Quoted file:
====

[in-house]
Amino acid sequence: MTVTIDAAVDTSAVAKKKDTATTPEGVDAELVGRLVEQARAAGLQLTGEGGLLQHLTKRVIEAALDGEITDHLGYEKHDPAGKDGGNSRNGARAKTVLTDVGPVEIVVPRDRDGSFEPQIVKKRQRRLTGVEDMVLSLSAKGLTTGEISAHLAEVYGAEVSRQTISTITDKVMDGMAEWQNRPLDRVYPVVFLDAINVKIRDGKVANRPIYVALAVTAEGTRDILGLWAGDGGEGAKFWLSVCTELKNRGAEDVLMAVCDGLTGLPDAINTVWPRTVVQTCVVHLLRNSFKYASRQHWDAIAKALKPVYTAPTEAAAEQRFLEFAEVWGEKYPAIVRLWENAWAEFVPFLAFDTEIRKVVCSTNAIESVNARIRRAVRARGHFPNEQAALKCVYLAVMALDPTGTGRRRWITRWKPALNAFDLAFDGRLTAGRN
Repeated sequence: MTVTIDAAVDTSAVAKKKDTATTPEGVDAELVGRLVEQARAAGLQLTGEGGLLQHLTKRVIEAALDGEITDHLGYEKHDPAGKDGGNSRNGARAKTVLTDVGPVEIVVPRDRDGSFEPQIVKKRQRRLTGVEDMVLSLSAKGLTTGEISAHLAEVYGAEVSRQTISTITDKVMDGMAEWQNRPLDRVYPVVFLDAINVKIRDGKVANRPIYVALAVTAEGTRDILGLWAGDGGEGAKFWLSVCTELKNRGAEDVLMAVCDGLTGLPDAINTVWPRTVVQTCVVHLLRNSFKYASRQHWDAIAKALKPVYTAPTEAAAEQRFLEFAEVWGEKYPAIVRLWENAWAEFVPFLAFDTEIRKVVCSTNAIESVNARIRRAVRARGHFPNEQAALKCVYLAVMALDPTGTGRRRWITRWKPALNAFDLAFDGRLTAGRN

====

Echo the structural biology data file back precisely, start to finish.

[in-house]
Amino acid sequence: MTVTIDAAVDTSAVAKKKDTATTPEGVDAELVGRLVEQARAAGLQLTGEGGLLQHLTKRVIEAALDGEITDHLGYEKHDPAGKDGGNSRNGARAKTVLTDVGPVEIVVPRDRDGSFEPQIVKKRQRRLTGVEDMVLSLSAKGLTTGEISAHLAEVYGAEVSRQTISTITDKVMDGMAEWQNRPLDRVYPVVFLDAINVKIRDGKVANRPIYVALAVTAEGTRDILGLWAGDGGEGAKFWLSVCTELKNRGAEDVLMAVCDGLTGLPDAINTVWPRTVVQTCVVHLLRNSFKYASRQHWDAIAKALKPVYTAPTEAAAEQRFLEFAEVWGEKYPAIVRLWENAWAEFVPFLAFDTEIRKVVCSTNAIESVNARIRRAVRARGHFPNEQAALKCVYLAVMALDPTGTGRRRWITRWKPALNAFDLAFDGRLTAGRN
Repeated sequence: MTVTIDAAVDTSAVAKKKDTATTPEGVDAELVGRLVEQARAAGLQLTGEGGLLQHLTKRVIEAALDGEITDHLGYEKHDPAGKDGGNSRNGARAKTVLTDVGPVEIVVPRDRDGSFEPQIVKKRQRRLTGVEDMVLSLSAKGLTTGEISAHLAEVYGAEVSRQTISTITDKVMDGMAEWQNRPLDRVYPVVFLDAINVKIRDGKVANRPIYVALAVTAEGTRDILGLWAGDGGEGAKFWLSVCTELKNRGAEDVLMAVCDGLTGLPDAINTVWPRTVVQTCVVHLLRNSFKYASRQHWDAIAKALKPVYTAPTEAAAEQRFLEFAEVWGEKYPAIVRLWENAWAEFVPFLAFDTEIRKVVCSTNAIESVNARIRRAVRARGHFPNEQAALKCVYLAVMALDPTGTGRRRWITRWKPALNAFDLAFDGRLTAGRN